secure cloud choices

Daily cloud architecture rebuilds could enhance security, NGA says

The National Geospatial-Intelligence Agency wants to "reinvent security" by taking advantage of the cloud's flexibility.

By tearing down the agency's IT architecture and rebuilding it every day, hackers would confront a confusing operating environment and have limited time to enjoy launch attacks, according to Jason Hess, the NGA's chief of cloud security.

To get that flexibility, a drastic reduction in the time it takes to secure authority to operate certification for cloud services would be required.  ATOs traditionally can take as long as six months; the goal is 24-hour turnaround.

So far, using software and DevOps development techniques, the NGA has managed to get ATOs within seven days, Hess said at the Cyber Resilience Summit on March 21.

NGA's "fast architecture churn," said Dr. Ron Ross, fellow at the National Institute of Standards and Technology, "is something to watch" in protecting networks and data in the coming years.

The NGA approach isn't for everyone, but speakers at the conference agreed that just installing technology at the edge of a network to ward off suspect traffic is obsolete.

"Cybersecurity is something you do, not something you buy," said Dale Meyerrose, a retired Air Force major general, who was also the first appointed CISO for the intelligence community.

"We lie about what we can do" with cybersecurity capabilities, he said. The federal government in general does not compare favorably to industry in detecting cyber intrusions on networks, and cybersecurity programs, with their response teams and other reactive elements, are too passive. "We need a hunt and destroy attitude," Meyerrose said, and an emphasis on integrating cybersecurity into agency missions rather than thinking of it as a separate effort.

At NIST, Ross is pushing an integrated approach. The standards agency's NIST's 800-160 security engineering guidebook that was issued last November urges organizations -- including federal agencies and commercial equipment and service providers -- to address security throughout their systems engineering processes rather than "bolting on" firewalls, encryption and monitoring systems to operating systems and applications after they are purchased.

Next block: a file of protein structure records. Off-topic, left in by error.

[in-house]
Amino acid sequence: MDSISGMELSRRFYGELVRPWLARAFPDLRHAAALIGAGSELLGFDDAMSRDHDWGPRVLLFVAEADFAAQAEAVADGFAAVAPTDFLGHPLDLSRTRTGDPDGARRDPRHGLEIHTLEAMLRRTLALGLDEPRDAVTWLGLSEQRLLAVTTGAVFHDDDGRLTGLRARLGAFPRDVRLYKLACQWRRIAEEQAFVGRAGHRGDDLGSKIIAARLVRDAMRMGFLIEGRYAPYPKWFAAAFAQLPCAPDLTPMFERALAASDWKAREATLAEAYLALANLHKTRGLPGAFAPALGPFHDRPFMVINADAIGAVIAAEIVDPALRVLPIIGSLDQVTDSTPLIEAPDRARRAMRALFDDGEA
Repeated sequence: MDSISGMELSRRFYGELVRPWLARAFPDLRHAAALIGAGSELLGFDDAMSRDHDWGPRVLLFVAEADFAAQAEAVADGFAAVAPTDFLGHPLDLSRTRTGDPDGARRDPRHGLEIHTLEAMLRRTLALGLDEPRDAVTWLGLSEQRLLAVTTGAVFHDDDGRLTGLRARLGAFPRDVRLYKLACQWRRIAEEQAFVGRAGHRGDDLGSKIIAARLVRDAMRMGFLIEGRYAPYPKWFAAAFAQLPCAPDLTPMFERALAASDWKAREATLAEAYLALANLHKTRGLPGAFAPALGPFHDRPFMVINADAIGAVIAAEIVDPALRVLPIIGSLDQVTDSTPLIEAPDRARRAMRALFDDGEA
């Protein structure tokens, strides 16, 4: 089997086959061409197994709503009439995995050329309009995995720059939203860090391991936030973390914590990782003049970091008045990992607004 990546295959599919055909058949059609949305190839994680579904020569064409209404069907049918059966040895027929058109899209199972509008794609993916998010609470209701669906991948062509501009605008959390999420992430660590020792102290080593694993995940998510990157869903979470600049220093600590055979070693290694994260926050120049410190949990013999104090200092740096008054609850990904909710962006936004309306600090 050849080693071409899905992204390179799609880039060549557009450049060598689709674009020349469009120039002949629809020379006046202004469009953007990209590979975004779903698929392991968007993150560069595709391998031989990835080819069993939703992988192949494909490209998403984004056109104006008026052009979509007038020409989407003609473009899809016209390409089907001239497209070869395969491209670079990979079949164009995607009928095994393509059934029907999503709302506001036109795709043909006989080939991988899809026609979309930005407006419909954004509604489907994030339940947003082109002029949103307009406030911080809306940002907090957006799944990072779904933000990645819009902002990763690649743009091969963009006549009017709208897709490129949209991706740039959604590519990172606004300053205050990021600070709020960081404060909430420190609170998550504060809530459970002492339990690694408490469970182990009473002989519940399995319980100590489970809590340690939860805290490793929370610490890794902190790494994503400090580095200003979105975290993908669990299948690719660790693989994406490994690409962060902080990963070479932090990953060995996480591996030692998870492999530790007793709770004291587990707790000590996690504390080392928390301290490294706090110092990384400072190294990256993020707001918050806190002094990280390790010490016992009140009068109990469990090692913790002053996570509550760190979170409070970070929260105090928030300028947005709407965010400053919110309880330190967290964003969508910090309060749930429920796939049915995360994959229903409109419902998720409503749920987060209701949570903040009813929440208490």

New approaches must also be developed to get people to live and breathe cybersecurity as part of their agencies mission, the speakers said.

About the Author

Mark Rockwell is a senior staff writer at FCW, whose beat focuses on acquisition, the Department of Homeland Security and the Department of Energy.

Before joining FCW, Rockwell was Washington correspondent for Government Security News, where he covered all aspects of homeland security from IT to detection dogs and border security. Over the last 25 years in Washington as a reporter, editor and correspondent, he has covered an increasingly wide array of high-tech issues for publications like Communications Week, Internet Week, Fiber Optics News, tele.com magazine and Wireless Week.

Rockwell received a Jesse H. Neal Award for his work covering telecommunications issues, and is a graduate of James Madison University.

Click here for previous articles by Rockwell. Contact him at mrockwell@fcw.com or follow him on Twitter at @MRockwell4.


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